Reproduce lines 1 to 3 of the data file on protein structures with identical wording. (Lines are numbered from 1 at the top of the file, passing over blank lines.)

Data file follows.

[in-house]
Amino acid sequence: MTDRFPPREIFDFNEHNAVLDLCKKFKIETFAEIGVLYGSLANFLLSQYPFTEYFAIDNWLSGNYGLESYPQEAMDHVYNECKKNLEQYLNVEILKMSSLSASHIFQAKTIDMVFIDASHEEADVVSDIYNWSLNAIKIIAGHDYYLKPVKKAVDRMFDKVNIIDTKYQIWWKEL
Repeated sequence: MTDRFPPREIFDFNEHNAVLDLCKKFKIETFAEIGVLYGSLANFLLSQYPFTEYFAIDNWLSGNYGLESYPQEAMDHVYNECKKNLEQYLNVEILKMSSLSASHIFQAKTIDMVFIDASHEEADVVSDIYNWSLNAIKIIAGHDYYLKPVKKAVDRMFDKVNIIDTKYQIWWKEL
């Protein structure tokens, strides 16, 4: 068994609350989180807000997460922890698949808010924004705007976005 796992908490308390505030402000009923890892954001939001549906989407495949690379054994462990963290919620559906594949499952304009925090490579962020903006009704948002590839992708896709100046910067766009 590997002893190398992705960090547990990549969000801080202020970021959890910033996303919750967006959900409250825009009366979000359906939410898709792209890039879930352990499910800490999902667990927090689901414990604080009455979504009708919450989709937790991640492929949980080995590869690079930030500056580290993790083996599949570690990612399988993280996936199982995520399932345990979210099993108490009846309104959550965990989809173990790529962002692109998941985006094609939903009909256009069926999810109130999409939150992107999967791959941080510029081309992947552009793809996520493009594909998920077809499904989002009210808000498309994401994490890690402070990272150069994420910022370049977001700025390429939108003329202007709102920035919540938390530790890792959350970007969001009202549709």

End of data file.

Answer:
[in-house]
Amino acid sequence: MTDRFPPREIFDFNEHNAVLDLCKKFKIETFAEIGVLYGSLANFLLSQYPFTEYFAIDNWLSGNYGLESYPQEAMDHVYNECKKNLEQYLNVEILKMSSLSASHIFQAKTIDMVFIDASHEEADVVSDIYNWSLNAIKIIAGHDYYLKPVKKAVDRMFDKVNIIDTKYQIWWKEL
Repeated sequence: MTDRFPPREIFDFNEHNAVLDLCKKFKIETFAEIGVLYGSLANFLLSQYPFTEYFAIDNWLSGNYGLESYPQEAMDHVYNECKKNLEQYLNVEILKMSSLSASHIFQAKTIDMVFIDASHEEADVVSDIYNWSLNAIKIIAGHDYYLKPVKKAVDRMFDKVNIIDTKYQIWWKEL